A National Partnership Working for Fair and Impartial Courts
Contact Us Home April 22, 2018
"In eight years the military commissions ... put three people on trial. ... Meanwhile, the federal courts, our Article III, regular legal court system, has put dozens of terrorists in jail. ... The suggestion that somehow a military commission is the way to go isn't borne out."

Colin Powell, former Secretary of State
 

Voter Guidance for Retention Elections

What is a retention election?
Many states require judges to be accountable to voters by participating in retention elections. Voters in retention elections don’t choose between candidates. Instead, they decide whether a judge should stay in office. Retention elections were designed as a remedy for removing a judge that has proven to be unfit for office.

My judge participated in a decision I don’t like. Should I vote against retention?
It’s worth considering many factors, and to think carefully before voting to fire a judge over a single decision. Our system of justice depends on courts that are impartial, even when they handle controversial cases or face political attacks. Courts protect everyone’s rights.  For instance, the United States Supreme Court has protected the rights of gun owners, in District of Columbia v. Heller and later, McDonald v. Chicago, the rights of property owners, in Lucas v. South Carolina Coastal Commission, and the right of parents to choose which school to send their children to, in Zelman v. Simmons-Harris. Courts can’t be impartial if they’re not sufficiently independent. Ousting judges over a single decision could force courts to ignore constitutional rights in the face of political pressure. 

For what reasons might I remove a judge?
Retention elections are intended to be an option for voters to remove a judge in the rare instance that he or she is unfit for office. For example, removal may be warranted if a judge has defied the rule of law by taking bribes or by committing other crimes, or if he or she exhibits general incompetence or lacks the temperament or character to hear and decide cases fairly and impartially. Voters should base their assessment on judges’ entire records, not a single decision. Voters should have confidence that judges are fair and impartial, that they have appropriate character, capabilities and credentials, and that they will uphold the law. We expect judges to be smart, hard working, and invested in their communities.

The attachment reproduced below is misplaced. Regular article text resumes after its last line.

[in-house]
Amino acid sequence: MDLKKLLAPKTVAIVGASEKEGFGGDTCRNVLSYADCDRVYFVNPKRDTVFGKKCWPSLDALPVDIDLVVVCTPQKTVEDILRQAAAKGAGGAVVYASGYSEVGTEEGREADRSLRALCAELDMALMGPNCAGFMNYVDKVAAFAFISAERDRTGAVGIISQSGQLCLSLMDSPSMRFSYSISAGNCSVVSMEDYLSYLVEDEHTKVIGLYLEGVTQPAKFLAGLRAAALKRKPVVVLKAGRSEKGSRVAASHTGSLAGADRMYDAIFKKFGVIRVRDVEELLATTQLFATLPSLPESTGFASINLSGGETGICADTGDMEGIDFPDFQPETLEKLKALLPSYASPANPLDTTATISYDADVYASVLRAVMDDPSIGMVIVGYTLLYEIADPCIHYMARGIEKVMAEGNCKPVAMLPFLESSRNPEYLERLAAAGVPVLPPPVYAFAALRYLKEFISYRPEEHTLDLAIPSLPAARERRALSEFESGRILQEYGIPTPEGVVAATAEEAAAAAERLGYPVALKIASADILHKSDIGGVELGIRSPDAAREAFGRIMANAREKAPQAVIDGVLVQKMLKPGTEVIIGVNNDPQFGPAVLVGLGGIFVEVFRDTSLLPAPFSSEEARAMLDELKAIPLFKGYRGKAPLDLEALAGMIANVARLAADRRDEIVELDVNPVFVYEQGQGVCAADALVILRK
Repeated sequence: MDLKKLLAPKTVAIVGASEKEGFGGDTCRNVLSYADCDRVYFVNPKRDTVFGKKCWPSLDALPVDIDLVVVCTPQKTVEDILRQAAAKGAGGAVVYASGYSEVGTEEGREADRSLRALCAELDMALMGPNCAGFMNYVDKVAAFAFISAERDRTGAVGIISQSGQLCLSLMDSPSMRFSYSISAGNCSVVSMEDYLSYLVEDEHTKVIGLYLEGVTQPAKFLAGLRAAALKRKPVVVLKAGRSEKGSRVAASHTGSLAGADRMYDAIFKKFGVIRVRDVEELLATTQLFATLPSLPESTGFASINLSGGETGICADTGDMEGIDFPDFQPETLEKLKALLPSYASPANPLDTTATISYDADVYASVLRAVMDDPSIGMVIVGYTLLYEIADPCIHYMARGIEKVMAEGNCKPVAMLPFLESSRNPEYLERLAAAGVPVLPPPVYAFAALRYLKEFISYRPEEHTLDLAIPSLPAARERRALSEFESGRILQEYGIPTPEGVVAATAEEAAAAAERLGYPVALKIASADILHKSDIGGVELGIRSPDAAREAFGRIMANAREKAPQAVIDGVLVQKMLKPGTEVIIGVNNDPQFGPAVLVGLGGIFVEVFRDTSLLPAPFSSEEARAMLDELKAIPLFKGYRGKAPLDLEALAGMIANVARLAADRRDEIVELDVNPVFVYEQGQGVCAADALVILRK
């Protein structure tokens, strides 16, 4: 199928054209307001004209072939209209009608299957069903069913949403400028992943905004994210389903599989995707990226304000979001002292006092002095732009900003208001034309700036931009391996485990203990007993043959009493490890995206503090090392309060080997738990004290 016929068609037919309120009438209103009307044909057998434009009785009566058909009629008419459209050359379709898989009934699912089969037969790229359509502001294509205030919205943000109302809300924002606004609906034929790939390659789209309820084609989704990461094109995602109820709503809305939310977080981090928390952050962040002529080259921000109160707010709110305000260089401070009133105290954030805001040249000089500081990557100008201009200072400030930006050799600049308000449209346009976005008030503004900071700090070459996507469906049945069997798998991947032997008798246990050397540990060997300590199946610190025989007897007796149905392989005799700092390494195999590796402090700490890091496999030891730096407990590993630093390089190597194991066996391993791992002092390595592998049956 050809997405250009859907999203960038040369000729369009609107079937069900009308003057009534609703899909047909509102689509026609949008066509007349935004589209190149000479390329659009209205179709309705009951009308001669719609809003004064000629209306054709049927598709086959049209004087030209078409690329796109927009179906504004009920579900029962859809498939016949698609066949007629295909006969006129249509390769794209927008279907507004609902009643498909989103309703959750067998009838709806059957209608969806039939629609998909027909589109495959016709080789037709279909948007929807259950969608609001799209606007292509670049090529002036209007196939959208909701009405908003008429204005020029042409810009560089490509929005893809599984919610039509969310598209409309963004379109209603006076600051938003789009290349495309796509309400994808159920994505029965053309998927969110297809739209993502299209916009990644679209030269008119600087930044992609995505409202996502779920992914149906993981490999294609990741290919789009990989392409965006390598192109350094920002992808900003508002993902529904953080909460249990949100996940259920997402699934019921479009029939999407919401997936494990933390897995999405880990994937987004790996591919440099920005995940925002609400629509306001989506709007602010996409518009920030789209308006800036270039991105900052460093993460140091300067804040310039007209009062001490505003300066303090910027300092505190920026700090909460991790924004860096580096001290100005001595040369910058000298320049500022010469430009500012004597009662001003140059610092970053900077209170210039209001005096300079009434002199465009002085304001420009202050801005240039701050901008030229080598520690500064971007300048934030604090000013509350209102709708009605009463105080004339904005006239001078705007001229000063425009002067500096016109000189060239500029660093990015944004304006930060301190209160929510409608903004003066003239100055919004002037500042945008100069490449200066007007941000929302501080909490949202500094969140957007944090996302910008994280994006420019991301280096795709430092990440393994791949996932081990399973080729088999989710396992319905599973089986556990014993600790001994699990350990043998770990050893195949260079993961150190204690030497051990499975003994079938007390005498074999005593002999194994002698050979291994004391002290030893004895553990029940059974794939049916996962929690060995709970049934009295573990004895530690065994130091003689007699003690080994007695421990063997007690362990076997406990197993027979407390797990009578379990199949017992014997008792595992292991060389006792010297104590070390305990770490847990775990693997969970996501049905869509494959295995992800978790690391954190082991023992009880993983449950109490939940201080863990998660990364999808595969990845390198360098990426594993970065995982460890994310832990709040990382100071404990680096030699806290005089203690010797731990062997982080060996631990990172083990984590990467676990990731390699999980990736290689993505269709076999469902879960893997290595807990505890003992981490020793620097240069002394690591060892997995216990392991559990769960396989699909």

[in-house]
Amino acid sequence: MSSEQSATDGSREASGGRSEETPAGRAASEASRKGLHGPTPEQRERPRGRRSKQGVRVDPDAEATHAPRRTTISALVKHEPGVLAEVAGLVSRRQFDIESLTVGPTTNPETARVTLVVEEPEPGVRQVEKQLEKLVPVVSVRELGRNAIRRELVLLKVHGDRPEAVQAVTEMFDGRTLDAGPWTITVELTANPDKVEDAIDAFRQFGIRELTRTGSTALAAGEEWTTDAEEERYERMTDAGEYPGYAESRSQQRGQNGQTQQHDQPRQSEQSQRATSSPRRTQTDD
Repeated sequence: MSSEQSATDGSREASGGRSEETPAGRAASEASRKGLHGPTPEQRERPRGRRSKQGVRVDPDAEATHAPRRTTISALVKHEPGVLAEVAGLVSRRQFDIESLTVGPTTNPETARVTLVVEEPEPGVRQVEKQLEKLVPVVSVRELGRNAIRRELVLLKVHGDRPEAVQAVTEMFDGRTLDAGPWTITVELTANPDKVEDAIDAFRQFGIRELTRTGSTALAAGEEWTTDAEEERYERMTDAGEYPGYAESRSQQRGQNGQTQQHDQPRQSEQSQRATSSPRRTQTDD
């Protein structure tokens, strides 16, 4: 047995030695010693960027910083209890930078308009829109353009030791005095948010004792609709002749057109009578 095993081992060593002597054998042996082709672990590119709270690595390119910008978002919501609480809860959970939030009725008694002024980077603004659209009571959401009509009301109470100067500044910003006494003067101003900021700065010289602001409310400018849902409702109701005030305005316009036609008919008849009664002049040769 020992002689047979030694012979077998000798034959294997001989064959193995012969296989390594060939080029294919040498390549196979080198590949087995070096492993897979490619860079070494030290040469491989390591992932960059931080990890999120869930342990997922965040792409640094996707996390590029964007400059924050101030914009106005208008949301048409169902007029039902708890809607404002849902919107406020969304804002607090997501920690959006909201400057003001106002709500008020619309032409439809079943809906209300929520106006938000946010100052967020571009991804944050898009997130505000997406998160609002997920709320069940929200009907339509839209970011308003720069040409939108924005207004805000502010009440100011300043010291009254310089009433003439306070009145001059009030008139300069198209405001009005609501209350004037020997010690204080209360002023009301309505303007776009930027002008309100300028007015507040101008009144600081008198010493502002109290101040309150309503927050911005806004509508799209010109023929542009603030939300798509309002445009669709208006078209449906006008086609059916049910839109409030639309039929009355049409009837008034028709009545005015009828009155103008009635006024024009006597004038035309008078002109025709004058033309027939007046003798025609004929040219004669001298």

So where can I find out if my judge has these qualities?
To make sure your judge has these qualities, you should consult multiple sources. You can start with biographical information, along with news accounts and campaign materials, to learn about the judge’s training and experience. Many organizations publish information and judicial ratings, including bar associations, nonpartisan groups like the League of Women Voters, minority organizations, and chambers of commerce. It’s also worth examining information about how courts work and materials published by the court. For instance, many courts publish judicial performance evaluations, where attorneys, staff and parties in lawsuits rate judges based on criteria such as legal knowledge, integrity, judicial temperament, communication skills, administrative performance, and service to the public. Finally, talk to your neighbors – they may have met your judge or appeared before him or her in court.

 

 
 
 
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